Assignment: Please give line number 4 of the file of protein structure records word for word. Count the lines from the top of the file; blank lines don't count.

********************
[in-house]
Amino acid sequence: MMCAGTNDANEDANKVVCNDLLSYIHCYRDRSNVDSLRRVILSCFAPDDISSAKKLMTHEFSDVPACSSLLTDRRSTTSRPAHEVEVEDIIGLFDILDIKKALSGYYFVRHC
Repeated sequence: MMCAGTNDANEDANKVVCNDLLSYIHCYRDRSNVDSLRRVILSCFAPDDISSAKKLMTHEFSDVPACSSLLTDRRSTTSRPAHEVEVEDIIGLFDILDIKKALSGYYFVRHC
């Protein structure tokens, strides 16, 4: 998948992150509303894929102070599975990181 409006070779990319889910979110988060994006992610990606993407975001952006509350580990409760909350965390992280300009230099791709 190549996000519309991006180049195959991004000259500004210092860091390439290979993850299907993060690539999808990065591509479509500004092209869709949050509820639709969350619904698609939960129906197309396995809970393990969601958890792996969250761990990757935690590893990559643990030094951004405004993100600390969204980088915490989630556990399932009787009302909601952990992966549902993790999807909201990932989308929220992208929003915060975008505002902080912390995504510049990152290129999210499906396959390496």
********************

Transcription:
């Protein structure tokens, strides 16, 4: 998948992150509303894929102070599975990181 409006070779990319889910979110988060994006992610990606993407975001952006509350580990409760909350965390992280300009230099791709 190549996000519309991006180049195959991004000259500004210092860091390439290979993850299907993060690539999808990065591509479509500004092209869709949050509820639709969350619904698609939960129906197309396995809970393990969601958890792996969250761990990757935690590893990559643990030094951004405004993100600390969204980088915490989630556990399932009787009302909601952990992966549902993790999807909201990932989308929220992208929003915060975008505002902080912390995504510049990152290129999210499906396959390496």